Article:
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This paper initially examines similar cases of two countries that have emerged as super powers in Asia: People's Republic of China & South Korea.The second part of the essay discusses the case of Algeria.

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Introduction

Abstract: In recent years less developed countries with weak economies have emerged as super powers. Such as Japan, countries of ASEAN, People's Republic of China etc., which has aroused great interest in the management world from around the globe. Researchers from around the world are studying the history and management practices of these countries to figure out the success factors. This paper initially examines similar cases of two countries that have emerged as super powers in Asia: People's Republic of China & South Korea. The second part of the essay discusses the case of Algeria. INTRODUCTION: As commerce becomes more global, large numbers of people are conducting business across national and cultural boundaries. The increase in the popularity of international business has lead to the interest in International Human Resource Management. When a company operates business across international boundaries it comes across various Management systems which have evolved over the years. HRM practices are different in different countries around the globe, according to Boxall; International HRM is concerned with the human resource problems of multinational firms in foreign subsidiaries. The study of Human Resource Management in less developed countries has been receiving increasing attention in the past few decades. The rise of Japan as the second powerful economy of the world, and the emergence of the People's Republic of China as a powerful economy in Asia has attracted major attention from many researchers around the world. ...read more.

Middle

The liberalisation of the rewards system: Under the new reforms companies are allowed to "freely determine the scale of wages and bonuses according to each employees work skills, work intensity, work responsibility, working condition and actual contribution" (Min Chen). After the reforms were introduced the pay was also increased; it also introduced the bonus system. "Before the present reforms were introduced, the ideology behind the Chinese pay policy was to keep the rates of pay as low as possible and to use normative or symbolic rewards as performance incentives." (Branine) The case of South Korea (hereafter referred to as Korea): In the last few decades Korea has transformed it self from an agricultural country to a highly industrialised nation. It is one of the members of the four little dragons of Southeast Asia. Korea lacks natural resources and in the absence of natural resources, Korea's strong labour force has served as the foundation of its modern economic development. Korean population is highly educated with almost 98% of the population knows to read and write. Koreans place great importance on education of their workforce, and most of the Korean graduates prefer to go into higher education. "Korea's HRM system was seen by many as playing an integral role in this waxing and waning of the economy as in turn has influenced by the cultural milieu" (Rowley & Bae 2002: 530). The Korean management system is very similar to that of the Japanese management system, but they tend to show some notable differences to. ...read more.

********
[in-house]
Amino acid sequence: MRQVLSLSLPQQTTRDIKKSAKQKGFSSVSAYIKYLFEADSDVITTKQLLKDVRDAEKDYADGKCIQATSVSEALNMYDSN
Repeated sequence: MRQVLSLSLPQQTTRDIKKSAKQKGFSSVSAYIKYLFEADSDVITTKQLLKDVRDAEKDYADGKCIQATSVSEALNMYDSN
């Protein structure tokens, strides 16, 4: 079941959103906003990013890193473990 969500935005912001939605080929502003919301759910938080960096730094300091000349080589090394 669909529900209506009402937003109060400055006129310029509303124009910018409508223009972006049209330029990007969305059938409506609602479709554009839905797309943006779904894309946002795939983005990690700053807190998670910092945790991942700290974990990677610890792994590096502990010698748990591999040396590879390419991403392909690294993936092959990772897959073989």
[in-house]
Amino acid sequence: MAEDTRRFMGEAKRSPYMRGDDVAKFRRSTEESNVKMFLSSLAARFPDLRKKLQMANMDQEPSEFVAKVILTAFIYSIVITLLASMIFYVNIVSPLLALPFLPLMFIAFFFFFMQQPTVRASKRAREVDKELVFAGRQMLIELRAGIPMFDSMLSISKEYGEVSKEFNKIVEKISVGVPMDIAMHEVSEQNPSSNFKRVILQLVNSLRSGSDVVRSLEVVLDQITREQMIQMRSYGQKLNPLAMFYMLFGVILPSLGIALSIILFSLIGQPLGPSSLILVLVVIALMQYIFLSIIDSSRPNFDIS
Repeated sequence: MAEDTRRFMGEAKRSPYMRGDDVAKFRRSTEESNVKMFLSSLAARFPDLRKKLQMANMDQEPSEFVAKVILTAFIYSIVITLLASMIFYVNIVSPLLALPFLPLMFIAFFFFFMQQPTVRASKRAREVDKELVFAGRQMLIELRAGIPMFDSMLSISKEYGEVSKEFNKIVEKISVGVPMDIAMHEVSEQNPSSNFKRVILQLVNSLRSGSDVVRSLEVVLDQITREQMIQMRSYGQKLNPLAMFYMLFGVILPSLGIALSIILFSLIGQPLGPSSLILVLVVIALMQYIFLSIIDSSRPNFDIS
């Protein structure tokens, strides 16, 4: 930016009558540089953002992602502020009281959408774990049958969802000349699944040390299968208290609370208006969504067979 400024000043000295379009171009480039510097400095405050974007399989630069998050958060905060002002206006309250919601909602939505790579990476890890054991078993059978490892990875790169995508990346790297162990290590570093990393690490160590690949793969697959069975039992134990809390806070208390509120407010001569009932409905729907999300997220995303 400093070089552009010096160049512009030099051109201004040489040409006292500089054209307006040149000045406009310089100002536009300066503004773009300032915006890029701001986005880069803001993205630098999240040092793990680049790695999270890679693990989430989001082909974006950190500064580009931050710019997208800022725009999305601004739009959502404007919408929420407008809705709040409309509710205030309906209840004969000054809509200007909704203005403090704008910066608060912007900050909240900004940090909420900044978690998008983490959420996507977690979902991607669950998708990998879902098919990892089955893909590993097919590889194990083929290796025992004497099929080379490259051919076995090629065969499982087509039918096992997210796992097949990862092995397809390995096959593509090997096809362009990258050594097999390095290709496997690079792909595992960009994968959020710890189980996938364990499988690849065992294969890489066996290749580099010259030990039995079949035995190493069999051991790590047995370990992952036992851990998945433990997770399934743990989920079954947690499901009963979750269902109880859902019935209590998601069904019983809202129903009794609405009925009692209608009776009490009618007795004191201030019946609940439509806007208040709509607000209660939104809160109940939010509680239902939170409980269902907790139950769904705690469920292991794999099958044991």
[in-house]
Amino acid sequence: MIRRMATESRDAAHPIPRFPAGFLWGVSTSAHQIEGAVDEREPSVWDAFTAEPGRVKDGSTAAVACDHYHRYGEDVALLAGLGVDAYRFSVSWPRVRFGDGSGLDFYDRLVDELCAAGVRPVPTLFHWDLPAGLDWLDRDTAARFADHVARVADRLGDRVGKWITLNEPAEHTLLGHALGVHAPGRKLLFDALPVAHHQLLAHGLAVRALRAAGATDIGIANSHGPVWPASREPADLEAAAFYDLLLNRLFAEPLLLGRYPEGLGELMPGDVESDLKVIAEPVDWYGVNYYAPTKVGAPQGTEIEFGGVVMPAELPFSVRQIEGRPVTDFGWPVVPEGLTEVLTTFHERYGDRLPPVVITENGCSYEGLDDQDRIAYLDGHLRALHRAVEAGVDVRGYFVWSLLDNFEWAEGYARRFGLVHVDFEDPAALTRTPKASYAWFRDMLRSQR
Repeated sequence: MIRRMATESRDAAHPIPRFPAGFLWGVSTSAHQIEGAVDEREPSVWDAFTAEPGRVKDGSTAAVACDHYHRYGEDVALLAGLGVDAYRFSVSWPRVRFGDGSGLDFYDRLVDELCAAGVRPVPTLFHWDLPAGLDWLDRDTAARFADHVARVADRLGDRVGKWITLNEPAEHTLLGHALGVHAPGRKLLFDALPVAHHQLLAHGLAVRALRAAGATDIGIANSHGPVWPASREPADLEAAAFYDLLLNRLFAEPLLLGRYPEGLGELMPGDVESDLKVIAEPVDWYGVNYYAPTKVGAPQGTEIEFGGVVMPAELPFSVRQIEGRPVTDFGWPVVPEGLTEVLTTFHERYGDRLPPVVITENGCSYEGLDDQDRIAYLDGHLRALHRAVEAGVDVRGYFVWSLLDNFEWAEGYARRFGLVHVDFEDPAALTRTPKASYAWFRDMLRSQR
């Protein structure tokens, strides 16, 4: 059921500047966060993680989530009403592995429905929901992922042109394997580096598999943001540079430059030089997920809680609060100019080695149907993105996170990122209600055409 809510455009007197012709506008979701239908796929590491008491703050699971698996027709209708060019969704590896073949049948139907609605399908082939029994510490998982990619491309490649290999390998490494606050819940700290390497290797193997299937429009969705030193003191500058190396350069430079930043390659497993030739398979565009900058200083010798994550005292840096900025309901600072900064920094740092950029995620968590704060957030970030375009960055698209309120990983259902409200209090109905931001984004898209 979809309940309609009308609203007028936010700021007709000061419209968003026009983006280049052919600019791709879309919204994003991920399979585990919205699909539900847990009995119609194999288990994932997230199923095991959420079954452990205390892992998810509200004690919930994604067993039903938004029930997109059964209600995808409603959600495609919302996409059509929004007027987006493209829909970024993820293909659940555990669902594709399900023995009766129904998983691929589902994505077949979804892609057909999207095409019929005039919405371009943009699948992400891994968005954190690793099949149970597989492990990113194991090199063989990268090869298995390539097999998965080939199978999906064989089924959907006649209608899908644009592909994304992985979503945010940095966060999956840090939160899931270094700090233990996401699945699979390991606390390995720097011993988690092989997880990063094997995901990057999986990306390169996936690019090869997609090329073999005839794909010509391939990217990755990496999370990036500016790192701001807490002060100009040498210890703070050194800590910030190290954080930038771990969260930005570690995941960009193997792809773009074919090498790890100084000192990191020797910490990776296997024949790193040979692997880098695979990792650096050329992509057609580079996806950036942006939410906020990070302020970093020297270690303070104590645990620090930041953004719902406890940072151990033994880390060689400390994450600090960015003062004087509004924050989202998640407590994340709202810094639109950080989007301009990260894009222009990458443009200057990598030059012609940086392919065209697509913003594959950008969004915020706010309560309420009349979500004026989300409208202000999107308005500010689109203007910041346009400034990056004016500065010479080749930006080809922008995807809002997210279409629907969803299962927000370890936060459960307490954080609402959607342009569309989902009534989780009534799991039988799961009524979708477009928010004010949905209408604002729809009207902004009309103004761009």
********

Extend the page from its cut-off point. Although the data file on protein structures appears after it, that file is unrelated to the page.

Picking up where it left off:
Conclusion

If the job is for a manager there are certain characteristics that a manager should posses before applying for a job such as good language skills in French even though the national language is Arabic and all applicants should have a decent legible handwriting. (Branine 2001) "In a society such as Algeria, where un-or-under employment is the norm, work takes on a meaning that is radically different from that in advanced industrial countries. 'In such a context, competition for a job is the foremost form of the struggle for existence; a struggle which, for some begins each morning in anxiety and uncertainty." (Ian Clegg 1971:171) Training & Development: According to Branine the level of training given to employees varies from one organization to another, some of them don't emphasise on staff training at all. "The decision on who should or should not be on a training programme is made by managers who normally see training as a cost to the organization and a favour to their employees rather than as an investment for the future. Budgets for training are very limited...." (Branine 2002: 143) Conclusion: These countries discussed above dint have any terms and concepts of the west such as Personnel and Human Resource Management. But the management systems of Korea and China are dynamic in their own way and have contributed to the development of new and strong economies of the 21st century. The traditional and cultural beliefs of these countries have exerted powerful influence on the formation of the two management systems. ...read more.

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